City preservationists are celebrating a victory in the fight to prevent changes to a Chelsea row house that served as Manhattan's only stop on the Underground Railroad.
The City's Board of Standards and Appeals refused to grant a request by the owners of the Hopper Gibbons House to keep a fifth floor addition to the landmarked property.
The board said the Landmarks Preservation Commission must decide if the addition can stay.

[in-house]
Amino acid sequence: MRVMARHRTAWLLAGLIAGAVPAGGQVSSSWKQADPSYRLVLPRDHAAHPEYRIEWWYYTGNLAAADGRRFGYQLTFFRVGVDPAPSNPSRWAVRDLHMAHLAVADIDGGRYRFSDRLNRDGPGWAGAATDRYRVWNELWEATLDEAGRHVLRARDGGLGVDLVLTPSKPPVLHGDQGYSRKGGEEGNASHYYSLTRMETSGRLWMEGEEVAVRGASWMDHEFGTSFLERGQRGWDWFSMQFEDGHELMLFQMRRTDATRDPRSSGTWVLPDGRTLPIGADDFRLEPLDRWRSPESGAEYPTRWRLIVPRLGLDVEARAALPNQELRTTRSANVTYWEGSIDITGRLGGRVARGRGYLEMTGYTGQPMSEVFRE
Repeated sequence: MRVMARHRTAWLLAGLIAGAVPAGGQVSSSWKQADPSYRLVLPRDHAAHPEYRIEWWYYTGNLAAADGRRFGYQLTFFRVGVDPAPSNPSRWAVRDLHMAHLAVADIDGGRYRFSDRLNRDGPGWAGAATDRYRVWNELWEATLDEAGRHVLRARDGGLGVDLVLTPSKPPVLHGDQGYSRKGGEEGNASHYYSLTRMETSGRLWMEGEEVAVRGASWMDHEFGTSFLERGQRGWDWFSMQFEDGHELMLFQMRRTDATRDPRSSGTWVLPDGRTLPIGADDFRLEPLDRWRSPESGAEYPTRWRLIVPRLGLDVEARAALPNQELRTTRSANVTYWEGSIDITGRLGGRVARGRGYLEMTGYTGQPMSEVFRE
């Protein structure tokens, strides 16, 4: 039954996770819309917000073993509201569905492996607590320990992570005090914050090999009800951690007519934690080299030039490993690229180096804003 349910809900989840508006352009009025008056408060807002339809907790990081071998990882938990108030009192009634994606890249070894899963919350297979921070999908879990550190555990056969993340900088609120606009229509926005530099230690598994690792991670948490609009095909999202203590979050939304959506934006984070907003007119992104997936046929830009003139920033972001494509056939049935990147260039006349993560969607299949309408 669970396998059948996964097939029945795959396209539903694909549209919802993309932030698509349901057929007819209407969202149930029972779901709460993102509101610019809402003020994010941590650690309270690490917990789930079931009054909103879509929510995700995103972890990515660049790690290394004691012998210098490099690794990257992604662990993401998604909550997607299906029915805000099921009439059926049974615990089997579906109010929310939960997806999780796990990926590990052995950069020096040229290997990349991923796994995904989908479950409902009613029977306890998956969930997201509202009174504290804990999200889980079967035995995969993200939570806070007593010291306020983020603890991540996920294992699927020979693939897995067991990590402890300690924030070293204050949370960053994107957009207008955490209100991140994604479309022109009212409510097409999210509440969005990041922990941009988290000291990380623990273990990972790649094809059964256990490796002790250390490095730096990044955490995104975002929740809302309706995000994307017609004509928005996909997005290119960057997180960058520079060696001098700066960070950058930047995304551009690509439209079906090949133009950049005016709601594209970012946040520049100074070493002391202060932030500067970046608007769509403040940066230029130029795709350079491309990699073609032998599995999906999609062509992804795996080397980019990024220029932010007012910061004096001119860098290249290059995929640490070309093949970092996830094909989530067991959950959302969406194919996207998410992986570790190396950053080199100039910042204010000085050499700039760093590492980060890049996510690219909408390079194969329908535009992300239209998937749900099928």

Preservationists want it removed.
The 10-unit building on West 29th Street was once owned by abolitionists James Sloan Gibbons and Abby Hopper Gibbons.
It survived an 1863 fire during the Civil War draft riots.
On Sunday, advocates told NY1 that the construction is illegal due to its landmark designation.
They said that such an important part of our nation's past needs to be preserved.
"Something historic has been defaced and erased and gotten rid of," said Julie Finch of Friends of Hopper Gibbons House.
"It's like lopping off a piece of history with a serrated knife," said Fern Luskin of Friends of Hopper Gibbons House.